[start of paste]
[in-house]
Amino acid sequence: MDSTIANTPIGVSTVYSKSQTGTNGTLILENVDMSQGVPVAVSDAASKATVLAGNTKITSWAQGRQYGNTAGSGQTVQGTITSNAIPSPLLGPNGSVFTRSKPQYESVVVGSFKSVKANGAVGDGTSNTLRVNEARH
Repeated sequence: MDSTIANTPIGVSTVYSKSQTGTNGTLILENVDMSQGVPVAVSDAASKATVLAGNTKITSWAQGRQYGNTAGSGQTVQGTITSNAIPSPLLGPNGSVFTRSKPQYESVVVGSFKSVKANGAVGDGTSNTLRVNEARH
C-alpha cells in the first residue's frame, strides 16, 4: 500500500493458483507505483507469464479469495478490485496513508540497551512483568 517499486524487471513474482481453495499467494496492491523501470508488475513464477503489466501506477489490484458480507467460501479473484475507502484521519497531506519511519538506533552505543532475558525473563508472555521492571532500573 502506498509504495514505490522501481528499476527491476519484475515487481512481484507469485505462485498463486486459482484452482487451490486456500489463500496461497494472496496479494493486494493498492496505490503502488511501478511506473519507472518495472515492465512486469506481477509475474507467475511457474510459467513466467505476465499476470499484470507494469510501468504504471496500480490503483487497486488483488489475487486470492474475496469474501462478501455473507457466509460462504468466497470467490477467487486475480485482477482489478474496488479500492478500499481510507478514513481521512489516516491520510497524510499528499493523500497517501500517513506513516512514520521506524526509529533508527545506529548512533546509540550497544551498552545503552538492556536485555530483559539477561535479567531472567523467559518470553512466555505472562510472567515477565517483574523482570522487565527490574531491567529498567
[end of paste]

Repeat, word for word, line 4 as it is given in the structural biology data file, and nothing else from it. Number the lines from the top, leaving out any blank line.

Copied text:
C-alpha cells in the first residue's frame, strides 16, 4: 500500500493458483507505483507469464479469495478490485496513508540497551512483568 517499486524487471513474482481453495499467494496492491523501470508488475513464477503489466501506477489490484458480507467460501479473484475507502484521519497531506519511519538506533552505543532475558525473563508472555521492571532500573 502506498509504495514505490522501481528499476527491476519484475515487481512481484507469485505462485498463486486459482484452482487451490486456500489463500496461497494472496496479494493486494493498492496505490503502488511501478511506473519507472518495472515492465512486469506481477509475474507467475511457474510459467513466467505476465499476470499484470507494469510501468504504471496500480490503483487497486488483488489475487486470492474475496469474501462478501455473507457466509460462504468466497470467490477467487486475480485482477482489478474496488479500492478500499481510507478514513481521512489516516491520510497524510499528499493523500497517501500517513506513516512514520521506524526509529533508527545506529548512533546509540550497544551498552545503552538492556536485555530483559539477561535479567531472567523467559518470553512466555505472562510472567515477565517483574523482570522487565527490574531491567529498567